Dealing with a Violent Spouse - The Way Forward
Having touched extensively on the characteristics of a violent or abusive spouse, the question is “Does it really pay to be violent or to treat one’s spouse violently? Does domestic violence provide answer or lasting solution to our marital problems and differences? Marriage counsellors give an emphatic “No”. Some of their reasons are:
- Violence in the home usually becomes more frequent and severe over time. The abuser’s apologies do not mean the violence will not occur again.
- Children who grow up in violent homes come to believe that violence is normal. They come to see it as an acceptable way to control someone else. The majority of adult violent prisoners today are said to have been raised from violent homes.
- Violence is not an evidence of love; in fact it is an indicator of the dearth of true love and affection. It is often part of a pattern of threats, insults, insane jealousy, explosive temper, and attempts to isolate and overpower the victim.
- Psychologists have found that women in such relationships are far more distressed and fearful than their husbands or boyfriends. They feel intimidated; they feel caged and therefore lose their honour and dignity as well as the joy of marriage. If they choose to remain, it would be more out of a resolve to endure rather enjoy it all.
- How unfortunate that in the long run, a male victim feels threatened as his egocentric balloon suffers deflation, hence he becomes more violent while on the other hand, the female victim oftentimes feels degraded and worthless. She loses her self-esteem, sees herself as a failure and lacks the impetus to forge ahead. And if the man is the victim of spousal abuse, he equally loses his self-esteem and feels so completely worthless that he may resort to alcoholism, keeping late nights, having concubines and other vices out of frustration and shame. In fact, he may even resort to packing out of the matrimonial home or committing suicide.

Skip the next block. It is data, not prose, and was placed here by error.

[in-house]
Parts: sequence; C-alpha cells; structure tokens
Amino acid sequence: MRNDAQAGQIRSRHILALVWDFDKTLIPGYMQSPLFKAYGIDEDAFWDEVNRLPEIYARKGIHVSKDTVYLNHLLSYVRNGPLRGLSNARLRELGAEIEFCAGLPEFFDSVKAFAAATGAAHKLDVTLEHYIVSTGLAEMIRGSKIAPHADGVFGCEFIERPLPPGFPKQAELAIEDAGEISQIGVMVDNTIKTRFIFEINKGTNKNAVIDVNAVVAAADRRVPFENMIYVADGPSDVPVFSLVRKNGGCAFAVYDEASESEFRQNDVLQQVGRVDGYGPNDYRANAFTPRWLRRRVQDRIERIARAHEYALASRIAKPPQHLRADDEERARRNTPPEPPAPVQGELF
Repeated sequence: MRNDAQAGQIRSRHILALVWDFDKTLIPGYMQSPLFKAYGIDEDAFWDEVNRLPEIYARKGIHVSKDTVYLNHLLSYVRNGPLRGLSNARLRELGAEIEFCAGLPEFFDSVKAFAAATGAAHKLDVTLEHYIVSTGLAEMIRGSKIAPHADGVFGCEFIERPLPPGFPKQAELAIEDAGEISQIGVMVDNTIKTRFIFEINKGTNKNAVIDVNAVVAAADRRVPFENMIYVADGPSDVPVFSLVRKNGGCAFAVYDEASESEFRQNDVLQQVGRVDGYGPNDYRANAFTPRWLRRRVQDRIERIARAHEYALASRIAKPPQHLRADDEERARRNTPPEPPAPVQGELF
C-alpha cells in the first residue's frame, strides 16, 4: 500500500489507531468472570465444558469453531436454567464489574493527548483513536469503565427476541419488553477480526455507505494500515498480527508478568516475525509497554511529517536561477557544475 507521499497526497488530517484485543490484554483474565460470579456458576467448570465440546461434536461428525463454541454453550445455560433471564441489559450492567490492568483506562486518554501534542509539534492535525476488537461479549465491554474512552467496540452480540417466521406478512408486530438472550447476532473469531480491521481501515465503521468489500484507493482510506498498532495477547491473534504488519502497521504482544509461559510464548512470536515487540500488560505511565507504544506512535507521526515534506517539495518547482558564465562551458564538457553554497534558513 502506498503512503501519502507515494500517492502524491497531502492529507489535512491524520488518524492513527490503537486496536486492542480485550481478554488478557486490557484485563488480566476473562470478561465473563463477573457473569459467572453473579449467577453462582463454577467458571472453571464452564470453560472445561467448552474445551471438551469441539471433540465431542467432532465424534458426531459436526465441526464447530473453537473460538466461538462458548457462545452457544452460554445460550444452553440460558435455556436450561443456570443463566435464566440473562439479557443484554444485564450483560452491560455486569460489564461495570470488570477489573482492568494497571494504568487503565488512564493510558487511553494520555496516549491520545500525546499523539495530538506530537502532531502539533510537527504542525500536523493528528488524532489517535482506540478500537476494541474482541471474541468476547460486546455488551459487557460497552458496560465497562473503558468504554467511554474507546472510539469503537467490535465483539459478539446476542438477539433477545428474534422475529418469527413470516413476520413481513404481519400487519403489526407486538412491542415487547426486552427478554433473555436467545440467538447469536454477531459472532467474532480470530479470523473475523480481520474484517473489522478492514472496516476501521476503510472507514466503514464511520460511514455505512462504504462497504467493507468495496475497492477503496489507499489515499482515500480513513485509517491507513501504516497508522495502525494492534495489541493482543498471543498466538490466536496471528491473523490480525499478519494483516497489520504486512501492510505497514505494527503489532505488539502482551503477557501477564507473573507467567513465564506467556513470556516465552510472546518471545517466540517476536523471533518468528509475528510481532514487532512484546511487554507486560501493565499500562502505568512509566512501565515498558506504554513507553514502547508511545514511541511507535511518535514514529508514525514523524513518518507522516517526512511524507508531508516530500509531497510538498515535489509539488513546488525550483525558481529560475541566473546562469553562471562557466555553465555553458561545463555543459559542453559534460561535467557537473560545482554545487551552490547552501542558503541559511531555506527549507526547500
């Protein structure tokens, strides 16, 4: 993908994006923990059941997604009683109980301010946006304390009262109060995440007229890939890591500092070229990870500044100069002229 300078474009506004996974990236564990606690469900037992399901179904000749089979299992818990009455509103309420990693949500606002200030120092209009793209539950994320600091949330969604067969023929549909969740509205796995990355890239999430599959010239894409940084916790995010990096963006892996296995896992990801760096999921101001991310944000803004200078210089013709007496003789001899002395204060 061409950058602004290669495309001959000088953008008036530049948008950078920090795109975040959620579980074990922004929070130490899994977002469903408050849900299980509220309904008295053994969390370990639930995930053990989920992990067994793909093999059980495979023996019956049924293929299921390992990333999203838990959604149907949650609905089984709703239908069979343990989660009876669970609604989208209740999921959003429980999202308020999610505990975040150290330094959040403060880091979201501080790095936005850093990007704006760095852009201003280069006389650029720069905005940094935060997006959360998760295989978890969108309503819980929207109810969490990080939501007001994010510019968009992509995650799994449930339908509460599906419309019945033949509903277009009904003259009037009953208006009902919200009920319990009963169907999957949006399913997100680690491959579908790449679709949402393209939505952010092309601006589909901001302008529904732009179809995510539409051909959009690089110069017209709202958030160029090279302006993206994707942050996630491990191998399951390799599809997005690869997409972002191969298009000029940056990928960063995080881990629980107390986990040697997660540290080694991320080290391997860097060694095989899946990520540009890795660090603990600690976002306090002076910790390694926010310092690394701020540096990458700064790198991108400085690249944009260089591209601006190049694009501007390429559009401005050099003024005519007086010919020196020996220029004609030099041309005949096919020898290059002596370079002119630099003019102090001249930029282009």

And so everybody becomes a drifter, a defaulter and a failure.
Marriage counsellors uphold that there are better ways of handling relational conflicts. According to Mrs. Yinka Akindele, “It is high time you find out if truly you cherish your marriage and the future legacies you want to leave for your children. Don’t use physical violence as a way to reduce emotional stress or as a defence or as a way to maintain control in the relationship. Resist it; it does no one any good at the end of the day.”
Talking about the way out, Akindele urges intending couples to be sincere to admit that there is problem when they see the warning signs. “Love is not blind. Love is true and sincere. It does not pretend. It does not gloss over things that are so fundamental to the peace and stability of a marriage. So, I urge our young men and ladies to shine their eyes and look before they leap.”
And for those already caught in the web, she urges them to seek professional counselling and therapy on anger management and self-control but cautions that where the life of the victim is threatened, he/she should move out of the matrimony first (to avoid losing his/her life) while seeking ways to address the problem and settle their rows.